“There’s a very serious, heavy aspect to the film because of the reality of the Holocaust and families dying, juxtaposed with music, lightness, the warm tropical environment, food, and the young people at the time they were teenagers,” Truesdale added. “For them it was a very vibrant place to live and I think it changed their lives through that direction of detouring them through this beautiful tropical area and giving them a sense of rhythm in their bodies that they carry with them today.” Contrasting that with their eventually learning what happened in Europe provides “the dramatic arc between where they came from and where they ended up,” Truesdale said. “They’re safe but so many people perished.”
Kreith said the experience of the teenagers was much different from the older refugees. “The wife of one of the characters made a very interesting point. For the elders it was so much harder to address, yet for the teenagers they were able to embrace this culture in a very different way. My grandparents stayed to themselves the way the teenagers put Cuba into themselves, carried it with them. That’s a poignant reality. When elders have to leave their country it is so much harder to assimilate.”
Another “fascinating story” told in the film is the conflict between the already thriving Jewish population in Cuba and the new arrivals. “Many of them welcomed the Jews,” Kreith said, “but for some, there was some conflict between those that were already there and those that came in later.”
The directors have been pleased with the response to the film so far. “Whenever we’ve been present at a screening, we have great Q&A sessions after,” Truesdale said. “A lot have been sold out which has been reassuring to us that people are interested in this story. More often than not, someone in the audience will have a connection. They have some thread that ties them to the story so it always expands our knowledge and understanding of the story.”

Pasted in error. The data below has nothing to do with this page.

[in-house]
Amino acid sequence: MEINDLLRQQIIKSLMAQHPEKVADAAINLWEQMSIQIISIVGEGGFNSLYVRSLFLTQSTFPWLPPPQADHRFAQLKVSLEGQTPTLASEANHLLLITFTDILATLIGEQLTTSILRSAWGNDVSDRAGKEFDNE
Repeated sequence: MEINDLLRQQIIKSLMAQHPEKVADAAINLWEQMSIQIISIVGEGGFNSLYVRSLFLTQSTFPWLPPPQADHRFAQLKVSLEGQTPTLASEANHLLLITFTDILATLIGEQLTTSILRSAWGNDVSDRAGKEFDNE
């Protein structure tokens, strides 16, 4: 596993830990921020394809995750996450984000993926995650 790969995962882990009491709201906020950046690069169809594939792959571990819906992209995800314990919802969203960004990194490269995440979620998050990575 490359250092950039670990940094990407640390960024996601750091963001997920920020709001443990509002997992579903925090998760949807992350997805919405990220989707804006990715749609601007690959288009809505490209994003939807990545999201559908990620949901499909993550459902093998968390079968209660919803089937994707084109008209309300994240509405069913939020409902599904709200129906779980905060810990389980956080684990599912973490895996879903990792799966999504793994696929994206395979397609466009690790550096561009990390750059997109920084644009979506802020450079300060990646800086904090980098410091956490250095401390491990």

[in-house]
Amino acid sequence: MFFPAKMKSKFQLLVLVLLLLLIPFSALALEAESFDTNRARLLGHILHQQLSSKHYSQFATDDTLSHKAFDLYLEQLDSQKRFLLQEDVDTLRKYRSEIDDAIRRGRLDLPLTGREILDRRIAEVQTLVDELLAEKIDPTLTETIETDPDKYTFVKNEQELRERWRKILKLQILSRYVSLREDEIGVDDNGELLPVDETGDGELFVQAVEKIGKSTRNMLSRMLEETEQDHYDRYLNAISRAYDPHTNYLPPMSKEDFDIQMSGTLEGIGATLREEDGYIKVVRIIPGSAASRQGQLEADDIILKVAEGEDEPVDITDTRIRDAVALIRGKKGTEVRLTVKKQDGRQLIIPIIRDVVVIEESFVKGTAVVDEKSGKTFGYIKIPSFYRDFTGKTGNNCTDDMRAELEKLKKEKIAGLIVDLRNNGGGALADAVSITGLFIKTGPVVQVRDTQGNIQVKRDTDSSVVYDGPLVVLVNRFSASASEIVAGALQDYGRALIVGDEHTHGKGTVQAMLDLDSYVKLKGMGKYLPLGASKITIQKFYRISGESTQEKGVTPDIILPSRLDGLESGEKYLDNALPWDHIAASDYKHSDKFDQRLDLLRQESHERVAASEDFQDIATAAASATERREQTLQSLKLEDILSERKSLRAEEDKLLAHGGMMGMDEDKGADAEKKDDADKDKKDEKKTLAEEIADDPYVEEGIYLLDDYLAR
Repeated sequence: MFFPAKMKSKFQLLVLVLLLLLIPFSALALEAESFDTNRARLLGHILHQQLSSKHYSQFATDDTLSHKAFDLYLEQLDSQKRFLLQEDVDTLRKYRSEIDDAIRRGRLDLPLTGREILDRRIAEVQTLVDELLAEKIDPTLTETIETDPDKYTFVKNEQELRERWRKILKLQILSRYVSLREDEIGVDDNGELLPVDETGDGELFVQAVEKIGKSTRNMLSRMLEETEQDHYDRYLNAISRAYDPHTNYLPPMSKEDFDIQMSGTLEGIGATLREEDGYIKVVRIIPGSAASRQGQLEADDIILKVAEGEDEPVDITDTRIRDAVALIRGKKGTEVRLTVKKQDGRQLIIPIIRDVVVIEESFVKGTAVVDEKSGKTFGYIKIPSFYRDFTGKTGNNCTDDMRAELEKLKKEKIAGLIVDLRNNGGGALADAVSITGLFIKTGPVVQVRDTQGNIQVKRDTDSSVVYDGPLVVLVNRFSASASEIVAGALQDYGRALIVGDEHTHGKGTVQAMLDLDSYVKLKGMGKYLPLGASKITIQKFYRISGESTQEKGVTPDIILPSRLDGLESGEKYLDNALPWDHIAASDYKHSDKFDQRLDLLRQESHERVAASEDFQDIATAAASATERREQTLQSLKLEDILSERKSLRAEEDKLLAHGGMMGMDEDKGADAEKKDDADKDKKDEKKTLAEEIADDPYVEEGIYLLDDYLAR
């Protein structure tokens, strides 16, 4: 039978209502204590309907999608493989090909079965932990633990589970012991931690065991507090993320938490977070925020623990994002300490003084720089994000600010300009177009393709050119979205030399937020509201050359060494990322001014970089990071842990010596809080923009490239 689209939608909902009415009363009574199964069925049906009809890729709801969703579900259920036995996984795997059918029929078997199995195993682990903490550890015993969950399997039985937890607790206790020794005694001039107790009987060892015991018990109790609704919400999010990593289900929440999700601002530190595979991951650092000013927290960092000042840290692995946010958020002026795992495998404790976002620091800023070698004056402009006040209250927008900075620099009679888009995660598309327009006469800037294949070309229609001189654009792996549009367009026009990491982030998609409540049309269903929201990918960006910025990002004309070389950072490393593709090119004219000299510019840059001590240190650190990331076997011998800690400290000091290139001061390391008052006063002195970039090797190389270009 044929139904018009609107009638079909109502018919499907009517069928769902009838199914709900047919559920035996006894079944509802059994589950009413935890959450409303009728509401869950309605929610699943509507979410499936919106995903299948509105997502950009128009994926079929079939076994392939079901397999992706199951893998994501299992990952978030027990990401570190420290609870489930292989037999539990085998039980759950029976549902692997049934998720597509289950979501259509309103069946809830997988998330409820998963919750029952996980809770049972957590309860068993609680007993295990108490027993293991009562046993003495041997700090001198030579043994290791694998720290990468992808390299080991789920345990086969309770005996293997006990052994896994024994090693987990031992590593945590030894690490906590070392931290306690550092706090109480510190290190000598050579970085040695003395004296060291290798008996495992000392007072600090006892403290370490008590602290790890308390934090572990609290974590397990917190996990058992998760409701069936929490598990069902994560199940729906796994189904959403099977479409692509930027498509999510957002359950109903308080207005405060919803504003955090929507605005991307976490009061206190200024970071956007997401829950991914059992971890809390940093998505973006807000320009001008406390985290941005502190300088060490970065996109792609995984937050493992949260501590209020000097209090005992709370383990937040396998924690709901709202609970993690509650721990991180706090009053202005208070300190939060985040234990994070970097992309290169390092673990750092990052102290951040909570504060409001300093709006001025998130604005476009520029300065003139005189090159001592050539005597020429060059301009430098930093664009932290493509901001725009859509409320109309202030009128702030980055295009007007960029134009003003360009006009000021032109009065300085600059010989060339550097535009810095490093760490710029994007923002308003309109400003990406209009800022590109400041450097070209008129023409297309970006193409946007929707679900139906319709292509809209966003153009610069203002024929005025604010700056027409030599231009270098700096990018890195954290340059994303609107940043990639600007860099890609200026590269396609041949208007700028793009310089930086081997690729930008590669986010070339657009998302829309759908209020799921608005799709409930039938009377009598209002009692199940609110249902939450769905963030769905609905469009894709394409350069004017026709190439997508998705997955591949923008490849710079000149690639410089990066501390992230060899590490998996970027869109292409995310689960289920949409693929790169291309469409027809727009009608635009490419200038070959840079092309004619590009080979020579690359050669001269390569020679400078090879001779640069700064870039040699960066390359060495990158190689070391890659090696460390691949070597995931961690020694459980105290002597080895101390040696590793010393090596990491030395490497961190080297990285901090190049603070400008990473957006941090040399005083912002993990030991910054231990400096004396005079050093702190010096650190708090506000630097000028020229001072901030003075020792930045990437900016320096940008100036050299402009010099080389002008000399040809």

The directors shared an important goal for the film, being true to history while being uplifting. “With all of its sadness and hurt,” Kreith said, “it basically is a very positive and wonderful life affirming story … We made a conscious decision to not brush under the rug the hard things but to make it a beautiful uplifting story of the Holocaust and I think that is one of the greatest moments, when people say there is such hope and uplifting positive notes to this story.”
The current political environment is not lost on them and is acknowledged in Forgotten Jewels. “Within the film we do talk about the changing of the President,” Kreith said. “That small amount of the film is dedicated to this idea, as we well know, that with one change of a presidential figure everything, the entire country, can take a different direction … that’s part of the story that for us right now is very poignant too. Thanks to [Fulgencio] Batista who was known as a terrible tyrant, the policy changed to allow in another 6,000 Jews and then Castro took over.”
Asked about the complicated history Miami and Miami Beach have with Cuba, both directors who are from Colorado said they were looking forward to learning more while they are in town for the screening.
Kreith and Truesdale gave a special “shout out and thank you” to Igor Shteyrenberg, the Executive Director of the Miami Film Festival for believing in the film. “Igor has been wonderful in thinking this was an interesting story for Florida,” Kreith said.
They also thanked their distributor, the National Center for Jewish Film. “We’ve been incredibly lucky,” Kreith said. “They’ve really helped us get the film out.”
Cuba’s Forgotten Jewels
Miami Beach Jewish Community Center
Thursday, January 18, 7 pm
As noted, this film has been popular at its previous screenings. In addition to the sold out show last night, this showing is RUSH LINE only meaning advance tickets are sold out.
Rush line forms approximately 45 minutes prior to the show.
Ten minutes prior to the start of the screening, if any seats are still available, Rush Line tickets will be sold for $13.
46 minutes
Subtitles in Spanish and Hebrew
Now available for film festival and event screenings
More information including list of screenings and trailer

Miami Jewish Film Festival info and schedule of events (runs through January 25)